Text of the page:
Monday, July 17, 2006

Rupublicans and Illegal Immigration in the Star

Blake Morlock has released a new article in the star outlining the differences of the Republican candidates' platforms on the issue. It is a timely, and interesting read.

The opening of the article is very good, highlighting the difference of opinion that the party is experiencing and then pulling out a very good story by Mike Hellon concerning his live campaign findings and how he has adjusted based on his feedback.

Then he gets very sloppy. He mentions the House bill that was recently passed and when mentioning the specifics, he can only manage, "The bill has a provision that would make illegal immigrants felons." This may indeed be the case, but it is not indicative of the entire bill and would have likely been the first chip given in a senate compromise bill. His remark would lead me to believe that he not read or even really examined the bill.

He does mention the Senate bill as "including a temporary guest worker program that would provide a path to citizenship for those here illegally." Again, this is a very simplistic formulation of the this plan and does not address the concrete differences between the two bills. There are far more elements of this bill that will be part of the election calculus, especially in this district.

Then there is this sentence "Immigration turns matrimonial bliss into a case of spousal abuse. The angry word is amnesty." Bad analogy, and even worse writing. If it is nasty conflict he is looking for, maybe he should check out the campaign finance showdown the Democrats are having. Wait, that's right, he already did and dismissed it. There has been far more heat locally on this issue than on the GOP side with illegal immigration, and more use for his strange domestic violence comparisons.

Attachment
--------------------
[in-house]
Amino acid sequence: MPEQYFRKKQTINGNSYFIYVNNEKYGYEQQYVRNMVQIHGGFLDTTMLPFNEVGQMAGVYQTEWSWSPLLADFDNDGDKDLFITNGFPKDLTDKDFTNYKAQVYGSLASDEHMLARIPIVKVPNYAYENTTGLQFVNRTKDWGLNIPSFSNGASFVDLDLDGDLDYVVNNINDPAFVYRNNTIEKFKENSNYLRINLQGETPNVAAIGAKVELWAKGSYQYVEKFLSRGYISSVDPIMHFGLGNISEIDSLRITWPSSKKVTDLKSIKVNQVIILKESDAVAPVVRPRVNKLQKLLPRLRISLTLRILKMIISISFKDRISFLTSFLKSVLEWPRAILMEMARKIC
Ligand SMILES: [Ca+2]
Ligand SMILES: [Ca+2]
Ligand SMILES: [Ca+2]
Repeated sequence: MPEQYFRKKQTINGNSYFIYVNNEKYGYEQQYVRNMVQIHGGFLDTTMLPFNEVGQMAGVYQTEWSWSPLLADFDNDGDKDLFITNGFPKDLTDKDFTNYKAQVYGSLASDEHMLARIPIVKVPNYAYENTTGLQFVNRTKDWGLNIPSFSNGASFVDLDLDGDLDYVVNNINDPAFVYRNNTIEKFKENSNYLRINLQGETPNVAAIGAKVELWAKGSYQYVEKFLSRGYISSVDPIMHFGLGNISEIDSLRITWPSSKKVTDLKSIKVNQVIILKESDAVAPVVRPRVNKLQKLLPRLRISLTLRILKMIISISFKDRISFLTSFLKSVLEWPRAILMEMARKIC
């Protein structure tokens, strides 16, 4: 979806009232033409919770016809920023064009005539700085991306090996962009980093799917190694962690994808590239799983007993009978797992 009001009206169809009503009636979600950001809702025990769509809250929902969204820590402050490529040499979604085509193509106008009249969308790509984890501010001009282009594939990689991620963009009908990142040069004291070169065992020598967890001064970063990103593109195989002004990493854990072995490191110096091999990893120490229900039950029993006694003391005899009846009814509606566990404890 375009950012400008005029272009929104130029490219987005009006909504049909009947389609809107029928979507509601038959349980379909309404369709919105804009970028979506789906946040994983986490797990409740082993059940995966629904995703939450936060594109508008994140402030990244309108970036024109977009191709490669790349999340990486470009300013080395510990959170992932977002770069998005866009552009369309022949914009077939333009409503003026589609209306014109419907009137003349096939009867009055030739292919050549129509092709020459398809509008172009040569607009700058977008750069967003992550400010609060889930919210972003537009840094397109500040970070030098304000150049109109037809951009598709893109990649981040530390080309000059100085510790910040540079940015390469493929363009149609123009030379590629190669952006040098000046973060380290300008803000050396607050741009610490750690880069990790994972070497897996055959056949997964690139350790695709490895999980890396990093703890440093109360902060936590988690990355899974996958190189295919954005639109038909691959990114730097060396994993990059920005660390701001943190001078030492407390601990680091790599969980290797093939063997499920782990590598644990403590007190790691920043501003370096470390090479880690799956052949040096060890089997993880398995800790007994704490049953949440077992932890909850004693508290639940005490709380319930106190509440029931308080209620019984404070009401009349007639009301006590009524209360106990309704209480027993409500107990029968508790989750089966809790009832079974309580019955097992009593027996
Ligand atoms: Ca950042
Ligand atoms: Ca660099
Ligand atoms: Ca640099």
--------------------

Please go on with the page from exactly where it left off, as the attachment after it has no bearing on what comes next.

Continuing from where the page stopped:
Then the article gets better. The pattern is that when Morlock sticks to the candidates and omits his own interjections and "research" he does fine.

However then we hit

The GOP's polling suggests the larger electorate is more amenable to a more forgiving policy.

Its poll found 25 percent of respondents were more likely to vote for an enforcement-only candidate and 71 percent favored a broader approach that included guest worker status.
Also, the poll showed that 70 percent of voters believe illegal immigrants who put down roots should be granted legal status if they go to the back of the line, pay a fine, pay back taxes, learn English and have a clean criminal record.

What poll was this? Was it national or local and when was it taken? These are details that are needed if you are going to introduce poll results, at least if you are not an anonymous blogger :). My favorite poll on the issue is that every Senator up for re-election (including Democrats I believe) save one voted for against the McCain-Kennedy bill. The national poll numbers they were seeing must not have matched the results of this poll.

I would suspect that local poll numbers would be quite different and be an interesting story if some news organization really wanted to be a news leader (cough, cough. . .)

I do have to commend Mr. Morlock for taking the time to write the story, the quotes from the candidates were excellent at the least. The main disappointment is that the difference between the House and Senate bills IS the story and pretty much defines the candidate differences. I don't like to wander much outside my District 8 playpen, but I'll see if I can fill in those gaps in an upcoming article.

1 comment:

Anonymous said...

Huffman sounds like more of the same that we had for 22 years with Jim Kolbe.

How would Huffman’s plan address the rampant drug trafficking?

Lots of talk, little action. No thanks. It's time to do something about the out-of-control border.